The receptiveness to street art can be increased with better understanding and better avail of its salient components, namely its site-specificness.

Why is it important to appreciate street art?

I believe that street artists have the power to touch people in different communities using the elements that make it so compelling, namely its site-specificness. Street artists can also reach a wider audience by taking into account the personal characteristics of people in certain areas. Street art has to power to promote democracy, transform space, and make people feel like they are a part of the urban space in which they inhabit. They can utilize the power of the transfiguration of space to make people feel they can identify themselves with the city in which they reside.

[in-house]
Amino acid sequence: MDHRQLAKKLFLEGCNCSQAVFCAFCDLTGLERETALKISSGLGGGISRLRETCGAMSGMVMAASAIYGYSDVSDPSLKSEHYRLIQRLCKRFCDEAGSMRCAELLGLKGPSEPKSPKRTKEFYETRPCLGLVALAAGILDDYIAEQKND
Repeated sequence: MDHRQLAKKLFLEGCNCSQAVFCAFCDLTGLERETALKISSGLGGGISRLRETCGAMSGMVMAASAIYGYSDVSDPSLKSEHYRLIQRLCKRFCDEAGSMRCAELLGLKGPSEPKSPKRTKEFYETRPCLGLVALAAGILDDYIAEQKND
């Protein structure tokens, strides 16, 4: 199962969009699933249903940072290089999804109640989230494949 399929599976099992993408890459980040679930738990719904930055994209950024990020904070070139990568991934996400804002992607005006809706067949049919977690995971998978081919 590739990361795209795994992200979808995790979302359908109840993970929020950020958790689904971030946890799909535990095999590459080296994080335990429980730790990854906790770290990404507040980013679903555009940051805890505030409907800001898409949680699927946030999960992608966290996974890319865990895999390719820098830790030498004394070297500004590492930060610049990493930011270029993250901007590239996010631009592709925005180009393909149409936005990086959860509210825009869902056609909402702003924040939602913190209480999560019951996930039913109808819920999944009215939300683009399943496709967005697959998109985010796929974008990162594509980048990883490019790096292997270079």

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What Your Hogwarts House Says About You

Get yourself sorted and find out where you belong in the world of witchcraft and wizardry.
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Sorting at Hogwarts is a big deal. Being sorted into a house is essentially being placed into a family while you are away from home learning about witchcraft and wizardry. Your house is made up of the people you will live with, go to classes with, play Quidditch with and everything in between. You basically spend 24/7 with them. Your Hogwarts house is your home away from home.

When you get sorted into a house, it is based on your personality traits. The people in your house are typically like-minded people who display the same characteristics as you.